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Greg Prince and Jason Fry
Faith and Fear in Flushing made its debut on Feb. 16, 2005, the brainchild of two longtime friends and lifelong Met fans.

Greg Prince discovered the Mets when he was 6, during the magical summer of 1969. He is a Long Island-based writer, editor and communications consultant. Contact him here.

Jason Fry is a Brooklyn writer whose first memories include his mom leaping up and down cheering for Rusty Staub. Check out his other writing here.

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A Pitcher's Best Friend

“I swear I could tear your throat out right now!”

That was said by a parking-lot attendant at Citizens Bank Park after our friend Jerome pulled an admittedly unconventional U-turn in an effort to escape a tediously slow line of vehicles waiting for spaces.

Welcome to Philadelphia, the City of Brotherly Love! And yes, sometimes the jokes do write themselves.

However, I’m obliged to report that a) this rather gruesome threat was somehow expressed in a thoroughly amiable voice; and b) the parking-lot attendant’s reason for threatening violence had nothing to do with me, Emily and Joshua in the backseat clad in Mets garb. (In fact, our friends Jerome and Val are Phillies fans.) The attendant’s objection was that there were no spots in the section to which we were headed; told that we could see several available spots, he shrugged and cheerfully let us continue on our way, throats intact.

Not long before that, it didn’t seem like this was a game we were going to get to attend. It had rained Saturday morning on Long Beach Island, culminating a beach week that was half washed out; Philadelphia’s hourly forecast was just a copy-pasted SCATTERED THUNDERSTORMS 45% CHANCE OF RAIN, the meteorological equivalent of a shrug.

Not to worry — it was sunny the entire time. That only left the question of what would happen to the Mets, who based on recent evidence might not be capable of beating a squad of parking-lot attendants, homicidal or otherwise.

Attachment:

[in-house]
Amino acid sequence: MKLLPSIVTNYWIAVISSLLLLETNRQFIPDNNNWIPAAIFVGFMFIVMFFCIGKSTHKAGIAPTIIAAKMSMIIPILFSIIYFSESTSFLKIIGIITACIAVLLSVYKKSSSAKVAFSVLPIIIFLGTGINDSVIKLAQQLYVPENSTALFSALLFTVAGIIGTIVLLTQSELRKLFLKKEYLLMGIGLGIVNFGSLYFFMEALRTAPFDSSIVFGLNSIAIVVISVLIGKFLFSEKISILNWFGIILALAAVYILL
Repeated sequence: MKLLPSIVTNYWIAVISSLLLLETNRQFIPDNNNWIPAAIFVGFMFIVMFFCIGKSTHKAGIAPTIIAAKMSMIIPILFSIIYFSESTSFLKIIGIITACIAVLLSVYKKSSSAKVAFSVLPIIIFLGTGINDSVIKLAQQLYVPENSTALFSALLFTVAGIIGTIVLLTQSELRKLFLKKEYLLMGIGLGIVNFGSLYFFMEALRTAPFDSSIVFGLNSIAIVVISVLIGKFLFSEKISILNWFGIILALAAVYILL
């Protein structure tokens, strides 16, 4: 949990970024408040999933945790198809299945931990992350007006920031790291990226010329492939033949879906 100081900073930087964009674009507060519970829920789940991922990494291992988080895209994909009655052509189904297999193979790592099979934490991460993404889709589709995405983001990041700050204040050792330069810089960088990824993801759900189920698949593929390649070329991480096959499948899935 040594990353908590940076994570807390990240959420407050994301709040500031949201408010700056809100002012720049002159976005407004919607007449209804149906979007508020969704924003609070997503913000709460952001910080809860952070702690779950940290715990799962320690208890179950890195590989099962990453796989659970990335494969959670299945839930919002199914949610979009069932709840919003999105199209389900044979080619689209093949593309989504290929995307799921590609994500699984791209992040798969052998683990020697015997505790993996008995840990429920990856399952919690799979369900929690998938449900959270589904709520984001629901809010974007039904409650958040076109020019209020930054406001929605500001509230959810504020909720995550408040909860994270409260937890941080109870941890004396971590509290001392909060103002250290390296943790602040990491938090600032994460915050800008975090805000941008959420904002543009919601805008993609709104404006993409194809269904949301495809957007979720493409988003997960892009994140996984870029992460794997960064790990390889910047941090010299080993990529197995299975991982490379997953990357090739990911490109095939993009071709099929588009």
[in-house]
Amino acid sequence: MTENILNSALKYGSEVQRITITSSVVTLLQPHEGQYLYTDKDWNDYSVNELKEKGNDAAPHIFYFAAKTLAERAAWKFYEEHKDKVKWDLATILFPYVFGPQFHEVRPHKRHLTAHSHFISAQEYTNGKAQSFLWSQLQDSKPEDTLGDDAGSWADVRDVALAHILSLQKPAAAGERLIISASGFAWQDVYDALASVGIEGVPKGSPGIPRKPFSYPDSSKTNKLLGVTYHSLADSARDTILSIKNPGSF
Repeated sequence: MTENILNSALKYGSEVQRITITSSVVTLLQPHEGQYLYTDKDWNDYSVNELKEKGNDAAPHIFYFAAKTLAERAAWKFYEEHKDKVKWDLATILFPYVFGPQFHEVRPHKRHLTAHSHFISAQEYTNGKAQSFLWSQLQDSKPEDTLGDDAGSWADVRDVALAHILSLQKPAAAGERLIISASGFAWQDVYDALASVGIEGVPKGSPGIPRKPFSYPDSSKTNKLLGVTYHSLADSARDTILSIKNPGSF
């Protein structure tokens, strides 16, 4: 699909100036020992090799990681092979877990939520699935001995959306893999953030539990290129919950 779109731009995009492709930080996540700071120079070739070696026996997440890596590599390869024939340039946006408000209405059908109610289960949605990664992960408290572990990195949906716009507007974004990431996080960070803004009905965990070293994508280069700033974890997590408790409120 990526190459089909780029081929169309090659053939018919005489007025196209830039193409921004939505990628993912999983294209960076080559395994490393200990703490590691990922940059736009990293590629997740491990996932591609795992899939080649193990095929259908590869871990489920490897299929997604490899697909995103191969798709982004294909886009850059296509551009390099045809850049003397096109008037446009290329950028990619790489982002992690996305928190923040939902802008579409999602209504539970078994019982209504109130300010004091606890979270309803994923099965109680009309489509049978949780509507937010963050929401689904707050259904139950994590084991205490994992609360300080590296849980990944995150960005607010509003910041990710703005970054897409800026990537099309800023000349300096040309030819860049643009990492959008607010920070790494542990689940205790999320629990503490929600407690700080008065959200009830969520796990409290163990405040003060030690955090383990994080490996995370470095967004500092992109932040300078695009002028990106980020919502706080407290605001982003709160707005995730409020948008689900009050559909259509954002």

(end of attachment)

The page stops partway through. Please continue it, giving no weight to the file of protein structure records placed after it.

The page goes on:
We were a section over from the 7 Line, first heard from when Starling Marte crashed a monstrous home run into the left-field seats and vocal for the rest of the game — to the occasional annoyance but mostly placid acceptance of the Phillies fans around us.

The Mets took a 2-0 lead and Max Scherzer looked sharp, with his off-speed stuff particularly deadly. More than that I can’t tell you, as we were in the upper deck — I could tell what was a fastball and what wasn’t, but details beyond that were fuzzy bordering on theoretical. But there was enough to see — or hear, as happened when I was getting a beer and Nick Castellanos slammed a Scherzer offering into the weird little shrubbery beyond the center-field fence, followed shortly thereafter by Trea Turner tying the game with a single.

Scherzer fanned Bryce Harper on a cutter and the Mets quickly built a new two-run lead, which the Mets protected with a pair of nifty double plays. Our vantage point high above the game was perfect for those — from up there, the geometry of the fielders tells its own story, whether its outfielders trying to close on a ball up the gap or infielders lurking where hitters would prefer they wouldn’t.

The DP David Robertson coaxed from his old teammates to end the eighth was a thing of particular beauty, with Luis Guillorme‘s catch and flip to Francisco Lindor looking like it had been doctored with a little CGI before Lindor fired the ball on to Pete Alonso. Robertson got in trouble again with one out in the ninth, surrendering a single to Brandon Marsh, whose soaked mane makes him look like Swamp Thing. That brought the tying run to the plate in the person of Josh Harrison, but it also left Guillorme and Lindor primed for action.

Harrison slapped Robertson’s second pitch on a beeline to Guillorme, with Lindor already in motion to his right. “C’MON C’MON C’MON C’MON!” I was shouting from the upper deck, and Guillorme and Lindor came on, securing both outs and the game.

It hadn’t rained. Parking-lot threats had been cheerfully empty. And most improbably, the Mets had won. Brotherly love carried the day after all.

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